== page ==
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Infect Immun. 2000 Dec;68(12):7028-38.

Molecular variation among type IV pilin (bfpA) genes from diverse enteropathogenic Escherichia coli strains.

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  • 1Division of Infectious Diseases, Department of Medicine, University of Maryland School of Medicine, Baltimore, Maryland 21201, USA.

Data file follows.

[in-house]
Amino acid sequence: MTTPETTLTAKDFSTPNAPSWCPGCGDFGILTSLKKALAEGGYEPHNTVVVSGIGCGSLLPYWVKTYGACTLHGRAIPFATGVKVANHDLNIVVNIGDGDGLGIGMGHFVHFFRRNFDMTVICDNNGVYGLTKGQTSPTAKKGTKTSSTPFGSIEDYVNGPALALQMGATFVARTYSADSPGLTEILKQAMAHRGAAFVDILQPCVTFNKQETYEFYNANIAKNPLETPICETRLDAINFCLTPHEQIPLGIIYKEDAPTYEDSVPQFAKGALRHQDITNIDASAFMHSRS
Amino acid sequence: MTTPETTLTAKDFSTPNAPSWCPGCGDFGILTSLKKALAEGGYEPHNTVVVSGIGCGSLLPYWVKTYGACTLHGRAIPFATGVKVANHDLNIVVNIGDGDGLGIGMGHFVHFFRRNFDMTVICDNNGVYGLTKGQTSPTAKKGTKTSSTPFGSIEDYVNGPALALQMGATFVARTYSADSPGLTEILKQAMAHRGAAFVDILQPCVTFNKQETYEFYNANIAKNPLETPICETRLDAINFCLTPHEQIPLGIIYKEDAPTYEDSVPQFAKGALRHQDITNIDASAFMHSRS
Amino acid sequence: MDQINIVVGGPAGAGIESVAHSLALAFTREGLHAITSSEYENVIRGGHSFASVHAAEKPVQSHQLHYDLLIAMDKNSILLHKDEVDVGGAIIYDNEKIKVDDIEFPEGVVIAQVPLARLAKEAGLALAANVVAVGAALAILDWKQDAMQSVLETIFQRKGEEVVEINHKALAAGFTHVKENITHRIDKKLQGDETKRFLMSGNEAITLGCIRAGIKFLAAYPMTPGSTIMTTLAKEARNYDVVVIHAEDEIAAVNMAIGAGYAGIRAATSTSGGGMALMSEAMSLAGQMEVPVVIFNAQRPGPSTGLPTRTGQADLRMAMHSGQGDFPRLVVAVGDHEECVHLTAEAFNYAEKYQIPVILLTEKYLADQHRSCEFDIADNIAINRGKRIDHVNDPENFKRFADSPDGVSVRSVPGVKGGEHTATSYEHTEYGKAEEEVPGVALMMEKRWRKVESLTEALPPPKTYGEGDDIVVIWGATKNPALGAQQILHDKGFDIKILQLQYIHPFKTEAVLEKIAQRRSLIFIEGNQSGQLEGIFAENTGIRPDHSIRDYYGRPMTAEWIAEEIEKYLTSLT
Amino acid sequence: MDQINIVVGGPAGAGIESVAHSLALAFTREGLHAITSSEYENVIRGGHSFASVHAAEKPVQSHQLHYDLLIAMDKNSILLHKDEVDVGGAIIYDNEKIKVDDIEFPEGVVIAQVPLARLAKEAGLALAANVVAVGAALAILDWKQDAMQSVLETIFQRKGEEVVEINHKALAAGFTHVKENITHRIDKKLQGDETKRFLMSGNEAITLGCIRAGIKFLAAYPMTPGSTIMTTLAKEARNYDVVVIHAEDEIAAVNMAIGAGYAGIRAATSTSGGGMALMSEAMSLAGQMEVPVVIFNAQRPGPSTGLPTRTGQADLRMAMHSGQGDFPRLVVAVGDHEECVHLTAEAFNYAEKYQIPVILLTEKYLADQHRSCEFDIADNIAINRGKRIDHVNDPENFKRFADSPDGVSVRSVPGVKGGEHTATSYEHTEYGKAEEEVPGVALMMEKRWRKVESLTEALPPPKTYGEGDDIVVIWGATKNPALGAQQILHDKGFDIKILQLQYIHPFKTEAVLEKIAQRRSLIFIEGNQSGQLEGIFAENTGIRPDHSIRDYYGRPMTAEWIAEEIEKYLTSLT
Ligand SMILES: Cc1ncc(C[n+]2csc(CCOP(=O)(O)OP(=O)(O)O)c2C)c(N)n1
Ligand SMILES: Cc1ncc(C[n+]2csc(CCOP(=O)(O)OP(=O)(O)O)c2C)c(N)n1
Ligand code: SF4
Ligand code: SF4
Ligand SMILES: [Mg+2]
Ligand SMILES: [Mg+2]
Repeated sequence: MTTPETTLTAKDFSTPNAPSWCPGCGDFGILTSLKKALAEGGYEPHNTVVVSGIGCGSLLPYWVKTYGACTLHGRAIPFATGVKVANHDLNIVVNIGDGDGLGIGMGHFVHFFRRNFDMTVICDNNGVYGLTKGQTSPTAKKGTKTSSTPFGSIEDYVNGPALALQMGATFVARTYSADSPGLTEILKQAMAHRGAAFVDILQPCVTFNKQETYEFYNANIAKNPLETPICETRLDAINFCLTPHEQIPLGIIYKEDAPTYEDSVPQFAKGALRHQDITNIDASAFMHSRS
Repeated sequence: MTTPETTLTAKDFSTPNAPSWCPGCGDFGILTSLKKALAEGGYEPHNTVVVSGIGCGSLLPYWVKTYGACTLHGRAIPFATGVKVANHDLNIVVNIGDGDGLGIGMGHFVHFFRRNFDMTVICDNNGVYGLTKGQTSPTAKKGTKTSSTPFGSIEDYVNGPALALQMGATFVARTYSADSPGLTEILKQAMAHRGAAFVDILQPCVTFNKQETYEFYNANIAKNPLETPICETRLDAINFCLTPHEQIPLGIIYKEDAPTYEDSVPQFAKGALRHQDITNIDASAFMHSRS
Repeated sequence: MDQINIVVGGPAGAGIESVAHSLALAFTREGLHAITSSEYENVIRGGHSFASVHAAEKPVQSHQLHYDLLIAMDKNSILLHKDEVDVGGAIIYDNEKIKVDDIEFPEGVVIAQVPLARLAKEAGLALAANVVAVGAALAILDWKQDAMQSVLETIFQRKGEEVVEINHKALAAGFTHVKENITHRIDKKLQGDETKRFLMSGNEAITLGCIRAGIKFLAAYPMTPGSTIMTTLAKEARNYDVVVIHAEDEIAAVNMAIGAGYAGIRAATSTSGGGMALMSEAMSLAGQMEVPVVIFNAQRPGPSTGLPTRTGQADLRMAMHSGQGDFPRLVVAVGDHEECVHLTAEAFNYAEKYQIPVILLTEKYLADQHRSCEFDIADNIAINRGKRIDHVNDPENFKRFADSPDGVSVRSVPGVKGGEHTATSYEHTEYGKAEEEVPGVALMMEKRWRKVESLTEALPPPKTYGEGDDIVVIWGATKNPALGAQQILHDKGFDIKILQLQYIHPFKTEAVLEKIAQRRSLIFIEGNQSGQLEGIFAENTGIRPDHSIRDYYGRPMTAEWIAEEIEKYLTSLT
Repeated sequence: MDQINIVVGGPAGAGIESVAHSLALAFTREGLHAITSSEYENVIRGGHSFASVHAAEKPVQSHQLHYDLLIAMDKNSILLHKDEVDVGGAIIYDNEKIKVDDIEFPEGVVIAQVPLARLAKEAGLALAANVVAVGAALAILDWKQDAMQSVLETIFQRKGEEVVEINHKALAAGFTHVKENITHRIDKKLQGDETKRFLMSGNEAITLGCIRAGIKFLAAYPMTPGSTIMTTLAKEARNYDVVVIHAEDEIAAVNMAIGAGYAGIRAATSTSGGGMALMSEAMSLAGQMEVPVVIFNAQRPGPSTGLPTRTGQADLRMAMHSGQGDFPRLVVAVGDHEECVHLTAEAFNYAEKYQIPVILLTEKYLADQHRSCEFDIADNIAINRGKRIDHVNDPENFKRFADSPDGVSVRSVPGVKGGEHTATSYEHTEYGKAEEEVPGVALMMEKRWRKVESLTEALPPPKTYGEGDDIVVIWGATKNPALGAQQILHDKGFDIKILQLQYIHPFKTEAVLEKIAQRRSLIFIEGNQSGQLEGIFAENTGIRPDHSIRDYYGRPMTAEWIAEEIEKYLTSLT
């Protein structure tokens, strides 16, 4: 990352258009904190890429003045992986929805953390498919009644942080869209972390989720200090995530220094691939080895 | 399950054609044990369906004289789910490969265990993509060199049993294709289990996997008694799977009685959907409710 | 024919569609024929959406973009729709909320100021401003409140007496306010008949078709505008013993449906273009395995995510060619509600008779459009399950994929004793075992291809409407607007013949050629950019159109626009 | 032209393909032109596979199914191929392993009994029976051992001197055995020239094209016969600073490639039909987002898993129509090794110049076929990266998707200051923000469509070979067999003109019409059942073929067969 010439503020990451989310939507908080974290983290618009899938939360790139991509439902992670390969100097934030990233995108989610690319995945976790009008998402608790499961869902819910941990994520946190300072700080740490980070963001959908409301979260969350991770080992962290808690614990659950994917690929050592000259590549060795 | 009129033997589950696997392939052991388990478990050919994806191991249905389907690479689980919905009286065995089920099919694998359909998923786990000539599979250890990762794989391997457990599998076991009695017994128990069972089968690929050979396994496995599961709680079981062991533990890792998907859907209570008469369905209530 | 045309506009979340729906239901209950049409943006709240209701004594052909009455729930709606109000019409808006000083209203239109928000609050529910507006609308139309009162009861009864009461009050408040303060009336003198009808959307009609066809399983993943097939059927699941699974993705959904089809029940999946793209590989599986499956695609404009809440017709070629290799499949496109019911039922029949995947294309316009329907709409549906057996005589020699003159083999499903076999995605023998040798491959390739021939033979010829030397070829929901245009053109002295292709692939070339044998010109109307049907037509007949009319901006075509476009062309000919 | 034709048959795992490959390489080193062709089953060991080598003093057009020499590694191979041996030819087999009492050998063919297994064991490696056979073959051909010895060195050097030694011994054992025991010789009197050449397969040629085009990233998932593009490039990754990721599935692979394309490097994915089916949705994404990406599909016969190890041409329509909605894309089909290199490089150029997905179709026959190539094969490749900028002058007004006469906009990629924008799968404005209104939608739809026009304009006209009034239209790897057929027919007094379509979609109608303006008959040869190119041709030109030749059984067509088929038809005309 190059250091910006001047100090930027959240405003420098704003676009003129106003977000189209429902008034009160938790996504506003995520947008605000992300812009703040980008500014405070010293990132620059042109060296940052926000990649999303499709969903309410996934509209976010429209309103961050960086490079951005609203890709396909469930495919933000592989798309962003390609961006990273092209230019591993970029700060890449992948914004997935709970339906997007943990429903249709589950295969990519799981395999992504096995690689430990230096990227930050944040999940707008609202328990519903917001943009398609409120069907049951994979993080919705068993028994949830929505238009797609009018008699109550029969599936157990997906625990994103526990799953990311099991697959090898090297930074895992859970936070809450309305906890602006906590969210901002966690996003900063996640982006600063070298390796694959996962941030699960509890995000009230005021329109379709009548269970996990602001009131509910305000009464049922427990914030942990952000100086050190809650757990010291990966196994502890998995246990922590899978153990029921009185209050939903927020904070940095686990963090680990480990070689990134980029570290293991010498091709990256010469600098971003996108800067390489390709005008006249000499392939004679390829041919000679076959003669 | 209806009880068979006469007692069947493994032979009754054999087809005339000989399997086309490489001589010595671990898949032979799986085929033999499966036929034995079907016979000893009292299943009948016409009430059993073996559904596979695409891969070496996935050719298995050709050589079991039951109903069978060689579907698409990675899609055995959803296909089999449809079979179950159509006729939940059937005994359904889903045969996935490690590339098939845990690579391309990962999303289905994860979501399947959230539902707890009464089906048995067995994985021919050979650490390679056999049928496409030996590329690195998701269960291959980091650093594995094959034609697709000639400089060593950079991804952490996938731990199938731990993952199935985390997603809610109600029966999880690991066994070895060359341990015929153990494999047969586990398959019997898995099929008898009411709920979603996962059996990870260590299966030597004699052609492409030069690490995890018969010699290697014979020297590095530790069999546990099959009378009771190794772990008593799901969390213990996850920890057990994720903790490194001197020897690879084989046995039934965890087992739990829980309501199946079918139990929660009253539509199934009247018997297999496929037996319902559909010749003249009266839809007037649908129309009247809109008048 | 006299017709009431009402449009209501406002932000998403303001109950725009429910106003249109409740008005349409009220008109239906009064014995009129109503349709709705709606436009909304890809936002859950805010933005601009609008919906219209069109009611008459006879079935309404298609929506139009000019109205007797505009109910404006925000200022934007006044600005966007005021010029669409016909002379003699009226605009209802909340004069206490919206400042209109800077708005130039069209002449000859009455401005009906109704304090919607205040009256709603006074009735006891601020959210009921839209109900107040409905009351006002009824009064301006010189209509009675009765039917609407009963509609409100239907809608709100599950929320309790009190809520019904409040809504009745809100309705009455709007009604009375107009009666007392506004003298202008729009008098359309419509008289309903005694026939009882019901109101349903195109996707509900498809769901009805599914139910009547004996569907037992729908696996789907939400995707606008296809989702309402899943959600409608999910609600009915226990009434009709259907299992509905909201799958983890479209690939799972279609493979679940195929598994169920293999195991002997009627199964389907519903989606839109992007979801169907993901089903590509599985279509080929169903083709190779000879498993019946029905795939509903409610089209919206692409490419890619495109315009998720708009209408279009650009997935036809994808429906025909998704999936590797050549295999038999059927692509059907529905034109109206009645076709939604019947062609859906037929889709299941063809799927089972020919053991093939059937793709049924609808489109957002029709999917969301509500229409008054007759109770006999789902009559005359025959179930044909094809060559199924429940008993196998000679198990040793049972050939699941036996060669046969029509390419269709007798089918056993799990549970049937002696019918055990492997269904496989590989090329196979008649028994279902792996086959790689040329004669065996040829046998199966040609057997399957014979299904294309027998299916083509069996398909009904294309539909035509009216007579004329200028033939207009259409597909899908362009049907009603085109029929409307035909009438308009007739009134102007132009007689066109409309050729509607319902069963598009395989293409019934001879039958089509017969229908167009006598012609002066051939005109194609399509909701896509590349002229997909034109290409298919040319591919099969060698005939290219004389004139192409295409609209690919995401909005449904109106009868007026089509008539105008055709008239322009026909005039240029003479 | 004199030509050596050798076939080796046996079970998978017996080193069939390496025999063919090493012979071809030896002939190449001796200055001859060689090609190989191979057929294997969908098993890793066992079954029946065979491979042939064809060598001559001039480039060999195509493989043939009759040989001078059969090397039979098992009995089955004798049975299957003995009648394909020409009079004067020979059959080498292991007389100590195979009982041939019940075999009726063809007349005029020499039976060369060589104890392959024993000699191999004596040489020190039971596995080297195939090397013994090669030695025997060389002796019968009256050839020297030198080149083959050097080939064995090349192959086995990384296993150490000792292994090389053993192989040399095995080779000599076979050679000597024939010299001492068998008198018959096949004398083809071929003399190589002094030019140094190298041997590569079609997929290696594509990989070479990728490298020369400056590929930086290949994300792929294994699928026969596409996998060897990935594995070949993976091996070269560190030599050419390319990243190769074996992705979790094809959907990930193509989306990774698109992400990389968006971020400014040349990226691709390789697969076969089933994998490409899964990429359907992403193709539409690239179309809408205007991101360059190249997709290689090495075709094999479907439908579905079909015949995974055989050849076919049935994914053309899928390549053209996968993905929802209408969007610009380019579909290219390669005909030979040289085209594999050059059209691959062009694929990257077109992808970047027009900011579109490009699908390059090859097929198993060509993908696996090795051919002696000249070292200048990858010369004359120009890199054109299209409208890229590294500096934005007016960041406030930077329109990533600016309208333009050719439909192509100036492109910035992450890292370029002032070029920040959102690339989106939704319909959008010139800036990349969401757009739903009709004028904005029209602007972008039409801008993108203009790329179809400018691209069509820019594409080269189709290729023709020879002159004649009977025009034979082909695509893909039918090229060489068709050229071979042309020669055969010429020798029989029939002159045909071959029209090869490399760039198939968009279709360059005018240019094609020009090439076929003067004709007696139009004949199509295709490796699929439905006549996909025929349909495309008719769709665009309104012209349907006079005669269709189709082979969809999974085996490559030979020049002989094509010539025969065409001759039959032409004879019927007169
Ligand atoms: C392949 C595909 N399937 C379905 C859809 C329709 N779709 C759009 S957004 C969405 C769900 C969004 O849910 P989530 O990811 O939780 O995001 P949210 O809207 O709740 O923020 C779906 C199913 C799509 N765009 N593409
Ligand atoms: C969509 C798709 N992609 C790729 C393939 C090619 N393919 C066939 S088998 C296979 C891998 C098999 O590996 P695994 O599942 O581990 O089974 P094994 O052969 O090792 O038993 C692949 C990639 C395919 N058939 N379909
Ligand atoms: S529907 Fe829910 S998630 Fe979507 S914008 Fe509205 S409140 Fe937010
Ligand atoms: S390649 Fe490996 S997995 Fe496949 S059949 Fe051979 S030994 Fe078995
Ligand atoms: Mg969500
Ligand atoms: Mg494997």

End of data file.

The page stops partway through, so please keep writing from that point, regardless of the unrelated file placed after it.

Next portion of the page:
Typical enteropathogenic Escherichia coli (EPEC) strains produce bundle-forming pili (BFP), type IVB fimbriae that have been implicated in EPEC virulence, antigenicity, autoaggregation, and localized adherence to epithelial cells (LA). BFP are polymers of bundlin, a pilin protein that is encoded by the bfpA gene found on a large EPEC plasmid. Striking sequence variation has previously been observed among type IV pilin genes of other gram-negative bacterial pathogens (e.g., Pseudomonas and Neisseria spp.). In contrast, the established sequences of bfpA genes from two distantly related prototype EPEC strains vary by only a single base pair. To determine whether bundlin sequences vary more extensively, we used PCR to amplify the bfpA genes from 19 EPEC strains chosen for their various serotypes and sites and years of isolation. Eight different bfpA alleles were identified by sequencing of the PCR products. These alleles can be classified into two major groups. The alpha group contains three alleles derived from strains carrying O55, O86, O111, O119, O127, or O128 somatic antigens. The beta group contains five alleles derived from strains carrying O55, O110, O128ab, O142, or nontypeable antigens. Sequence comparisons show that bundlin has highly conserved and variable regions, with most of the variation occurring in the C-terminal two-thirds of the protein. The results of multilocus enzyme electrophoresis support the hypothesis that bfpA sequences have spread horizontally across distantly related clonal lineages. Strains with divergent bundlin sequences express bundlin protein, produce BFP, and carry out autoaggregation and LA. However, four strains lack most or all of these phenotypes despite having an intact bfpA gene. These results have important implications for our understanding of bundlin structure, transmission of the bfp gene cluster among EPEC strains, and the role of bundlin variation in the evasion of host immune system responses.

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